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Opinion: Public voice is important in decisions regarding our public schools

Ami Patel Hopkins. December 17, 2020 Category: FeaturedPurposeShort

Disclosures

This guest column was written by Ami Patel Hopkins. It represents her individual opinion and does not represent the viewpoints of organizations with which she is affiliated either professionally or personally.
In a recent post, I posed a question to the new federal administration: “how are you incorporating the voices of all Americans in the selection of the new Secretary of Education?”

I pose a similar question to Mayor Jim Kenney and other political officials about how they are advocating for the incorporation of public voice in the selection of the individuals who will fill the three vacant seats on the School District of Philadelphia’s (SDP) Board of Education.

I want to first thank all (including Mayor Kenney) who worked hard to get us to this point of a local board of education after 16+ years of advocacy. This provides an opportunity for the Mayor to nominate candidates who are passionate about the success of Philadelphia’s public schools.

As of December 16, Mayor Kenney now has a list of nine potential candidates recommended by his nominating panel who selected them out of a pool of 82 applicants.

There was one public meeting on the same day for public feedback.  However, there were only nine speakers who were allowed to speak at this meeting and no public debate.  This one meeting also took place at 3 p.m. This can be a difficult time for my fellow educators as many of us are teaching until at least 3:30 p.m. In my case, I also facilitated an after-school club and was not able to attend.

Also, what about working parents/guardians who cannot attend a meeting during the work day?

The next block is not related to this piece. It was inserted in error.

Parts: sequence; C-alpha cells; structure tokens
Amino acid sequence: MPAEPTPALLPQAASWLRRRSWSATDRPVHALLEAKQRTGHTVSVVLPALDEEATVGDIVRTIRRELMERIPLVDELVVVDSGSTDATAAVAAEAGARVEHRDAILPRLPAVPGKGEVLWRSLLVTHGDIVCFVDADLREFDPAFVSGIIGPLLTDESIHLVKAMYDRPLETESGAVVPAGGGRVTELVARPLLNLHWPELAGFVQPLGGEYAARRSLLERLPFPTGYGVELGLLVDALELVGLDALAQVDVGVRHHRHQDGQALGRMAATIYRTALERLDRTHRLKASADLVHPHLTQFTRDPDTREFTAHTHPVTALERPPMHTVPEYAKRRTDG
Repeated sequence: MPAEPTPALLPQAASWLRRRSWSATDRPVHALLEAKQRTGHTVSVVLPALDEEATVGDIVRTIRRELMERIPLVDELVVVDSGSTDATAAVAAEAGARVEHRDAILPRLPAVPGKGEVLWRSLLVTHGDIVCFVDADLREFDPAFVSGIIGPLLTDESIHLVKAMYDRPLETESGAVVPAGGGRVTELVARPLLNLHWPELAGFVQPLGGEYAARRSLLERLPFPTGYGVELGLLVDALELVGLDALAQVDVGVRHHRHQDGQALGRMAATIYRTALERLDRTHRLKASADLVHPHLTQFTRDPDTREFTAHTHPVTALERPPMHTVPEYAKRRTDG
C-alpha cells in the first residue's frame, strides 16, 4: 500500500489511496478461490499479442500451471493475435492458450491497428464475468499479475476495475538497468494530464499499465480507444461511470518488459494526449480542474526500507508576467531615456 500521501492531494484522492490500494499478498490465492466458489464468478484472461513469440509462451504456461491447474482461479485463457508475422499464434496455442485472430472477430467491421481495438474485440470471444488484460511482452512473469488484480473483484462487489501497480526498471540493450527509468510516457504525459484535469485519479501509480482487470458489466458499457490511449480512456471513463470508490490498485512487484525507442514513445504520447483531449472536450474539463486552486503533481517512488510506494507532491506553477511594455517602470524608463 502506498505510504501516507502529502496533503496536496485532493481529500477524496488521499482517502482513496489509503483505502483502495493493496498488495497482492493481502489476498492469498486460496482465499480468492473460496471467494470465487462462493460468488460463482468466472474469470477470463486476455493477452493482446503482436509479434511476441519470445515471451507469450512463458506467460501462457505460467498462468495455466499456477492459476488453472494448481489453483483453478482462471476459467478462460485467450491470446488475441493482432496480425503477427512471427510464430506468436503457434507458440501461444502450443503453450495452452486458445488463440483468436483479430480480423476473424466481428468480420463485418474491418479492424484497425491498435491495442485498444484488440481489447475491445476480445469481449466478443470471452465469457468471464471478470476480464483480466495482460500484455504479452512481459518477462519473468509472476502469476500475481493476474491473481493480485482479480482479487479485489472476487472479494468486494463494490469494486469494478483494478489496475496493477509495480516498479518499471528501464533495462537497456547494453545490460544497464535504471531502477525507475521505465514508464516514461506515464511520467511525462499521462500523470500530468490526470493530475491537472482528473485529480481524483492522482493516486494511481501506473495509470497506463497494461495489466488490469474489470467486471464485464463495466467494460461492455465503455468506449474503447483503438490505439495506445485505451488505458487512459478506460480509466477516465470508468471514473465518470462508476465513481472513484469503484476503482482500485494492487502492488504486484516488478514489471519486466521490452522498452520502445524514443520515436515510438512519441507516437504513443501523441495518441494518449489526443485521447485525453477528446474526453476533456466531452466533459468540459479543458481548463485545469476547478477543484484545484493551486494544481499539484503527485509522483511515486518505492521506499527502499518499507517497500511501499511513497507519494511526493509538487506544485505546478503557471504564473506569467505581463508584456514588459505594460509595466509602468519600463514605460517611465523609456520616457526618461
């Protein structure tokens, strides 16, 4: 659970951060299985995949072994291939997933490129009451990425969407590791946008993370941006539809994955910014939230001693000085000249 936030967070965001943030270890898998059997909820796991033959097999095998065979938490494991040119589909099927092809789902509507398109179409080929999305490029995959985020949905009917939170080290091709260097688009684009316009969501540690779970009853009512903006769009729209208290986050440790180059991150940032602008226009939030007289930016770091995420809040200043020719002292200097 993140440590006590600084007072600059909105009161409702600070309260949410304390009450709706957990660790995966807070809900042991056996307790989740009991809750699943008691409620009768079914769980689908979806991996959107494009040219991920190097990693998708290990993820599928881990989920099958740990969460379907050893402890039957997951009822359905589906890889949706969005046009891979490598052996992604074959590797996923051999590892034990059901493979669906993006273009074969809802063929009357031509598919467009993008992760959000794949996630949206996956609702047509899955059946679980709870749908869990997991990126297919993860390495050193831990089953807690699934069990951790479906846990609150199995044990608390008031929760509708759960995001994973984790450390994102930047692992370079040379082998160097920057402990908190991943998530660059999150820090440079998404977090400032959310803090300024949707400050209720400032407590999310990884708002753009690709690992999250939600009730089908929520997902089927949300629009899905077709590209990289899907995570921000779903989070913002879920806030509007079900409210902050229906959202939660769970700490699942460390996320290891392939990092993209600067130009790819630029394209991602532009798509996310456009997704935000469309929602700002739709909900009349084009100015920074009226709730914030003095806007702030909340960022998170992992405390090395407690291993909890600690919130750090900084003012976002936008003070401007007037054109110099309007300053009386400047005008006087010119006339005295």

When looking at the list of nine candidates, I am glad to see that six of the nine are SDP alumni, educators, or parents/guardians. However, the voices of students, families, community members, and my fellow educators are crucial in the selection process as we definitely understand the needs of both our students and schools.

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Mayor Kenney still has time to request more names from the nominating panel.  He will then have to submit his three choices to the City Council for approval.

In this time, there is definitely time to incorporate the voice of the public. The city has already taken steps towards more public involvement in decision-making such as launching participatory budgeting.

There is time for our political officials to be both accountable to Philadelphia’s citizens, and transparent before the approval of new SDP board of education members. City Council’s Education Committee could host multiple virtual public input meetings.  These meetings should:

  • Be held at times when students, working families and educators can attend and provide feedback.
  • Be promoted in different languages and through several channels (i.e. various student groups, teacher networks, Bilingual Counseling Assistants, Community School Coordinators, AmeriCorps VISTA members in schools, the SDP’s Family and Community Engagement Office, School Advisory Councils, Home and School Associations, Friends of Neighborhood Education groups, etc.).
  • Provide alternative methods for feedback (i.e. written comment).

Just as the board of education meetings are reported on by various media outlets, the same can be done for these meetings so the public can truly stay informed.

Decision-makers need to have a true partnership with stakeholders in order to truly engage the public and this starts with building trusted relationships and allowing for input in decisions that impact the public.

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If you have ideas about issues, policies, and/or perspectives that I should highlight in this column, please complete this submission form. My column focus areas will prioritize submission ideas. The dialogue can be continued at EdSpace. 

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